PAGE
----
A raccoon that was tearing up pool equipment and patio furniture in Pelham Gardens is no longer on the loose.
Animal control took the animal away after it was humanely trapped by a homeowner.
While it was not the first time area homeowners on Stillwell Avenue and Vance Street have encountered raccoons in their green backyards, it was the first time one was tearing apart pool floats, pillows on patio furniture, and jumping onto patios while people were outside enjoying the summer weather.
Neighbors in the area admitted that while the animal was not rabid, it went on a wild two-week spree damaging items in backyards of houses on both blocks. “The raccoon was in the yard next door and people were outside with popcorn watching the Mets game,” said Vance Avenue resident Barbara Tuffarelli. “The raccoon must have smelled the popcorn because he jumped onto their patio steps and I heard my girlfriend scream. They chased him away, but he kept coming back. He wanted the popcorn.”
Dan Tuffarelli, Barbara’s husband, was none too thrilled when he discovered that what he believed to be the same raccoon had chewed on the ends of a five-foot pool float he left sitting on the deck of his pool, several feet above the ground. He also said that he believes the raccoon may have damaged some machinery in the pool’s pump, which is located outside of the pool, near the deck. He showed bite marks in the float to prove it.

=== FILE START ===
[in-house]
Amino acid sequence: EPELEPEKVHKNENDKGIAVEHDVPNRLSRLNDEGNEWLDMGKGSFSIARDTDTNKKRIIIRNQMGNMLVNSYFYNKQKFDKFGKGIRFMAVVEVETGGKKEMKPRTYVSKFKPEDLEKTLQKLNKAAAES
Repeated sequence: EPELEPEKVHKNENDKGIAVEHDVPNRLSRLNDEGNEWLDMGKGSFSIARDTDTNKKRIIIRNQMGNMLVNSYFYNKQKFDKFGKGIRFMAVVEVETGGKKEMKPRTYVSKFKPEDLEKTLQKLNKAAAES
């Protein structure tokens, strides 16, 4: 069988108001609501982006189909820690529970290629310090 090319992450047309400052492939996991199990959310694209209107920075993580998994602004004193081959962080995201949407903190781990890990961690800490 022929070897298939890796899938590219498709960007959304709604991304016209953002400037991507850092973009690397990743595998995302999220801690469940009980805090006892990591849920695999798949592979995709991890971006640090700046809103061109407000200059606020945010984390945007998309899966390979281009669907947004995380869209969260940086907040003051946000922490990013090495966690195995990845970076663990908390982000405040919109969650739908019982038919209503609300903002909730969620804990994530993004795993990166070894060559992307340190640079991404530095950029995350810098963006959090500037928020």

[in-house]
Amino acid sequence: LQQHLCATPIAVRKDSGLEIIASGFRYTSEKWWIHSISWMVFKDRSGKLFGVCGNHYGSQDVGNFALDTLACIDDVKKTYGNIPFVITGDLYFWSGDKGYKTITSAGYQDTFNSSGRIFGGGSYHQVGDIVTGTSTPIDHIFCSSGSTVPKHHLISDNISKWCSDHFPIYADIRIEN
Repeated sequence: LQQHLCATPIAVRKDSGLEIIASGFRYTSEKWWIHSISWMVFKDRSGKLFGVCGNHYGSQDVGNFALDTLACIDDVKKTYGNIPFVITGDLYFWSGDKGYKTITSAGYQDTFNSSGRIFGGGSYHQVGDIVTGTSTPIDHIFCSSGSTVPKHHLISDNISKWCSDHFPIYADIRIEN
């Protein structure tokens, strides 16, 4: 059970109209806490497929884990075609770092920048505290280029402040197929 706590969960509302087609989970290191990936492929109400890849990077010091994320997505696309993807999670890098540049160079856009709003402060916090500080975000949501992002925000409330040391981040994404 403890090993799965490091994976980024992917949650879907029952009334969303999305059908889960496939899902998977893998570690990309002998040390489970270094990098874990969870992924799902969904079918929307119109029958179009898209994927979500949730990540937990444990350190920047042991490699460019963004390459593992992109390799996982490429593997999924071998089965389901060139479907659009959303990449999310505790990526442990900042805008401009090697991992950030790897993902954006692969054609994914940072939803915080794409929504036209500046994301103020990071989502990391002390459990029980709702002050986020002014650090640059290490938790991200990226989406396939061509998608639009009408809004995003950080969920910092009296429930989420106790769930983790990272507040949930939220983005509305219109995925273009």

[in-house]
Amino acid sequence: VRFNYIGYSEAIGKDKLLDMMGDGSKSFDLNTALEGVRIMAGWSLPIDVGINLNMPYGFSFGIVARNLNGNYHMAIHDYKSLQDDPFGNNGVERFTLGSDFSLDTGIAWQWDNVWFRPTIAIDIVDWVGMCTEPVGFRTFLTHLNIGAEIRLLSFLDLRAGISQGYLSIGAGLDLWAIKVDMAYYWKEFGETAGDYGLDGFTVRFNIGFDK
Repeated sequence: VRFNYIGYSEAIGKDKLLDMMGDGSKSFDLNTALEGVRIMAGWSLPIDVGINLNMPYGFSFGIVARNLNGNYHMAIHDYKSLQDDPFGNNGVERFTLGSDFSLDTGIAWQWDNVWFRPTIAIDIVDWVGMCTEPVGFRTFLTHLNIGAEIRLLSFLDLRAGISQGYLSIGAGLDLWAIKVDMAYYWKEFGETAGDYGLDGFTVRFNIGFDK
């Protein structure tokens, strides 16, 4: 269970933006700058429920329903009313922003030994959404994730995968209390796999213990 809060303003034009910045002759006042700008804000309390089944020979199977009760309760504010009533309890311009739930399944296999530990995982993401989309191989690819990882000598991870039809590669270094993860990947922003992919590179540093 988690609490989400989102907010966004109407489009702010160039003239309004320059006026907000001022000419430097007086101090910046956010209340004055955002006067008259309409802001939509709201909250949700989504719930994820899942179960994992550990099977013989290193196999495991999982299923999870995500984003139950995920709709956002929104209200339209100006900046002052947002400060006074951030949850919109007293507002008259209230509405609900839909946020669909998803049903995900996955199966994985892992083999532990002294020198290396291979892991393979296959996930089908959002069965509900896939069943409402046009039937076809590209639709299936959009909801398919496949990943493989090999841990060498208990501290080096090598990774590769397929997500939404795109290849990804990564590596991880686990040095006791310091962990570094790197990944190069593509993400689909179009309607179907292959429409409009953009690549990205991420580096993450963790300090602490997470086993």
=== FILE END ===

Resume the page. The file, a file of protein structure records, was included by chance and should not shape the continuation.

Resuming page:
“The raccoon is not very big and not fully grown,” Tuffarelli explained. “The first time I saw it, he didn’t do anything. The second time, he climbed my pear tree and ate some pears. The third time he tore up my pool equipment. At my neighbor’s house, the raccoon shredded a pillow on their patio furniture.”
The neighbor, Chris Borgatti of Stillwell Avenue, said that a float in his pool was also gnawed on by the raccoon.
“One morning, I came out on the deck and found a pillow shredded,” Borgatti said. “There was also a pool float that was chewed on but I sanded it down so we could still use it.”
Tuffarelli called animal control and was told that since someone was not available to help at night, when the raccoon was out and about, he should purchase a trap that keeps the animal alive by luring it into a cage with food, then locking it in with a sliding metal door. The cage he purchased, a Havahart groundhog and raccoon trap, worked perfectly. It kept the animal alive until it could be taken in and found a home.